By Brisa Colón
May 13, 2021
WILMINGTON, CA- The people of Wilmington call themselves “Wilmeros” or “Wilmeras.” Located in District 15 in Los Angeles, Wilmington is home to a population of about 90% Hispanic or Latino. Wilmington is a very industrial city, full of opportunity. As a result, it is home to the third-largest oil field in the continental United States, The Port of Los Angeles, and has many freeways surrounding the area.
Industry in the city can be great for jobs and the economy, but the people that live next door to these refineries or drilling sites pay a considerable price. People from Latin America came to Wilmington in search of a place to start a family, get a good-paying job, and live the “American Dream.” They are willing to pay any price to come to this country with the hopes of a better life. The infographic below is a quick glimpse further into the statistics that make up Wilmington’s community.
Like many other low-income, communities of color, some don’t advocate for these issues because they are preoccupied with putting food on the table and taking care of their families. Others possibly don’t speak out because they work in these industries or have loved ones that do.
According to Cancer Health, people who live within 30 miles of a refinery have higher rates of several cancers. Wilmington’s city covers only 9.14 square miles in total but has five major refineries in the immediate area.
“Most of the patients I see live in working-class Wilmington, home to one of the largest air pollutants in the country and one of the largest concentrations of oil wells in Los Angeles. Many of these patients have oil wells in their backyard. Their symptoms vary, but they share something in common. They are neighbors to toxic pollution.”– Dr. Lorenzo Gonzalez: Harbor UCLA Medical Center
Wilmington’s people consider themselves desensitized to the environmental health impacts that have been a part of their lives. They grow up thinking it’s “normal” and just a part of everyday life, but these health issues are very severe and can be detrimental. Some of the health issues that the community faces are…
These health issues are passed on from generation to generation as they can cause reproductive and developmental hazards in newborn children. When visiting, one can smell strong odors of oil, gas, and even rotten eggs.
“It’s different when you go to a community and see what’s going on, when they come here and actually smell the odors that we smell and feel the headaches that we feel. It becomes different. They get a piece of Wilmington when they come here.”– Nizgui Gomez – STAND LA Town Hall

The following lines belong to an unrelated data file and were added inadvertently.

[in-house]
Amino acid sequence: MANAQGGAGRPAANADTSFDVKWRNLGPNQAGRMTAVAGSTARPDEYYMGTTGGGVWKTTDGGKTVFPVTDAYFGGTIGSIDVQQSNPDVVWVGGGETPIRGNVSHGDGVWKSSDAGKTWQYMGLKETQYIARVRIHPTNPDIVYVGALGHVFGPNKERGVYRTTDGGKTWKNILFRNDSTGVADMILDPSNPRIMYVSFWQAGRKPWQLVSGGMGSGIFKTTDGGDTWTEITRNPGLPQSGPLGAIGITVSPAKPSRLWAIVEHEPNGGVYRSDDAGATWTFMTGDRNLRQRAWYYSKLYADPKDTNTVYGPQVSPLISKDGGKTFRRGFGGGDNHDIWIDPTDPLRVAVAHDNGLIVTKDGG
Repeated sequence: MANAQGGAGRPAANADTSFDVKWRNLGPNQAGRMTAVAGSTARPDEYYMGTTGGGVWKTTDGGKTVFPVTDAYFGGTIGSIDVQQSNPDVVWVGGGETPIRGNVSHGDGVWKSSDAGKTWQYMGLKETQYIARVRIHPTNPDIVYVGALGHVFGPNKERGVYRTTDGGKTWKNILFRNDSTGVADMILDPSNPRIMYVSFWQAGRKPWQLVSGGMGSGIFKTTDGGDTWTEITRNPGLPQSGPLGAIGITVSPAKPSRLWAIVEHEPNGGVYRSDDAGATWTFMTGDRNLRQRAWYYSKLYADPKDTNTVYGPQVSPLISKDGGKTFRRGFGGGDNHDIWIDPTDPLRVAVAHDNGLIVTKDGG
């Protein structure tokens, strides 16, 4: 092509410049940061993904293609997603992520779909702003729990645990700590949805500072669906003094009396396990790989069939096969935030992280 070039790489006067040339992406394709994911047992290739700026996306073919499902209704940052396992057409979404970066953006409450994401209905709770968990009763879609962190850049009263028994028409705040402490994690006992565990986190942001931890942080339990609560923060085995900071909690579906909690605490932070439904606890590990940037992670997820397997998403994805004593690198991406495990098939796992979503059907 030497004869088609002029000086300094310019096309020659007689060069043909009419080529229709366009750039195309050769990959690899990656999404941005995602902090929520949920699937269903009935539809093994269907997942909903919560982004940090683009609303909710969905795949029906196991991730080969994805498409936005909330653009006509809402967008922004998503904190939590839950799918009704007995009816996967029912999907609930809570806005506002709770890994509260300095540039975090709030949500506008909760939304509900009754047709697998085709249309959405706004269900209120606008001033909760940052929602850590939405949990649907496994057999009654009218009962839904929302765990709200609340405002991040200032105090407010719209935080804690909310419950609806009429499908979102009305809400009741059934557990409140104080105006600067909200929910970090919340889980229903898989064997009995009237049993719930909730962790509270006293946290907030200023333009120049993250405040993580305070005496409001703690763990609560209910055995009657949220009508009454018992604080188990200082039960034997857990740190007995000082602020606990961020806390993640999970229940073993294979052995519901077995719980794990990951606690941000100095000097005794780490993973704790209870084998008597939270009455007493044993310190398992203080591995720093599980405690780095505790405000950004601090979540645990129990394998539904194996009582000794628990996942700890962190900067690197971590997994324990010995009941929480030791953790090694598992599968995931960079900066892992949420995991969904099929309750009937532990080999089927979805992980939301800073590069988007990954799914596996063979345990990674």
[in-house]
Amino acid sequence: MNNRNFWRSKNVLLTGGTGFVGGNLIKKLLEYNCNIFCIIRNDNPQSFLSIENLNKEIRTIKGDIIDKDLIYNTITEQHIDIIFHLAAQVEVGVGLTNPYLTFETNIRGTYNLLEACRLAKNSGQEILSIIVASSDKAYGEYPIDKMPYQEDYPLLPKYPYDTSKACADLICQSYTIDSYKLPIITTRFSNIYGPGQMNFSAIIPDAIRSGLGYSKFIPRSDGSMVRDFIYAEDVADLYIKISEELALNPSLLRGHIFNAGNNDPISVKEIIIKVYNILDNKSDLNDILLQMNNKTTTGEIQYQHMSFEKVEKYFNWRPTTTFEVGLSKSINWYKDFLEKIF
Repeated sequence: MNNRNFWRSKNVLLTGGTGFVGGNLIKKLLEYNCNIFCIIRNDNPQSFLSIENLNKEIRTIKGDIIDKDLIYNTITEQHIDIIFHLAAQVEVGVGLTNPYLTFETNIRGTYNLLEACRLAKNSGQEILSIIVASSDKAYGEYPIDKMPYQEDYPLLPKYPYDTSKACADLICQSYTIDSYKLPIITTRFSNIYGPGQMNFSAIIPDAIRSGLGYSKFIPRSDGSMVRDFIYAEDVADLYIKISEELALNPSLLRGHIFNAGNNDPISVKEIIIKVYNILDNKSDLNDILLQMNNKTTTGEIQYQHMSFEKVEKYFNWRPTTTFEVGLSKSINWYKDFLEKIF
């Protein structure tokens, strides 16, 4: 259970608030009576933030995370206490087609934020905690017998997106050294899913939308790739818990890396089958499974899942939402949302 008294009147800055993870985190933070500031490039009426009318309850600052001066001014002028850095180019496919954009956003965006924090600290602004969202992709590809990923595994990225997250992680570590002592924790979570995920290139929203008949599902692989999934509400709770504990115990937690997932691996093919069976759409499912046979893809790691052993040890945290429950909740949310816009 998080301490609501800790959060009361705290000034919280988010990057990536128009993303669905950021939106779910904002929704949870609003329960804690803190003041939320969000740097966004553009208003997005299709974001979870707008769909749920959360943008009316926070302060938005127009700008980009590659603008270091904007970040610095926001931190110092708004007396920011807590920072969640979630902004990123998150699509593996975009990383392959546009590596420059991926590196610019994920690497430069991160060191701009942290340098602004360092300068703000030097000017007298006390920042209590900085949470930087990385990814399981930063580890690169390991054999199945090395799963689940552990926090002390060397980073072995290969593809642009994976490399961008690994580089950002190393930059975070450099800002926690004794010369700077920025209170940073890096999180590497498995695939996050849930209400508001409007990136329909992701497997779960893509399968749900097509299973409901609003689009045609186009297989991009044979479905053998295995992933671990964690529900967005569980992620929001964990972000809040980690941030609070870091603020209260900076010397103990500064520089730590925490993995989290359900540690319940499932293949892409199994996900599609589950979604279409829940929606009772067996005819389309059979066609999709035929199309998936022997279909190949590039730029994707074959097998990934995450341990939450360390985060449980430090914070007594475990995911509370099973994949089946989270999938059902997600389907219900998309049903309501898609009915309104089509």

They call themselves “frontliners,” signifying that they are the people taking the brunt of the environmental repercussions. Every day, these issues continue to get better as community activists continue to organize, industry makes changes to mitigate their pollution, and politicians hold these systems accountable.
Organizations such as Communities for a Better Environment and STAND LA (Stand Together Against Neighborhood Drilling) have been organizing for years now advocating for healthier environments for communities of color all across California. They’ve made significant progress, but their fight continues.
“I do call Wilmington, Carson, San Pedro, communities that are affected by environmental racism”– Isabel Alvarenga: Communities for a Better Environment
Some consider Wilmington as being a victim of environmental racism, while others believe that it is just the coincidence of the location in which they live. Regardless of your belief, no community, should face the environmental consequences of living in an area such as this.
Many of these big corporations try their best to mitigate their environmental repercussions either independently or by legislation. Laws such as Cap and Trade and AB617 have been very effective in lowering pollution levels while at the same time benefiting the industries.
In January of 2020, Marathon Petroleum’s Los Angeles Refinery debuted a new air monitoring system. The system’s goal is to document air quality data in the neighboring community and provide the public with “near-real-time” information. With transparency and communication, big businesses can begin to build a level of trust with their community.
These companies realize their impacts on the community surrounding them, so in response, they give back to the people through donations, acts of charity, and community service. In a statement from the Valero company, “Valero strives to be a good neighbor and looks for opportunities to work directly with local officials and fence-line residents to improve the quality of life in its communities.” These good works don’t take away the harm caused but help make the community a better place.
Activists and worried constituents must also remember that these industries support jobs, the entire Los Angeles Area, and even beyond. For real change to happen, the whole system must shift to be more environmentally friendly, with all major stakeholders benefiting—no easy feat.
Regardless of all of the struggles that the community of Wilmington faces, one thing is for sure, Wilmeros and Wilmeras have tremendous pride in their city. Many Wilmington residents don’t necessarily see the industry as something negative; instead, it is just a part of their lives. It is the reality that they are living. It is their “American Dream.” In the audio clip below, Sergio Carrillo talks about an example of an instance when Wilmington’s community came together to show their resilience and unity.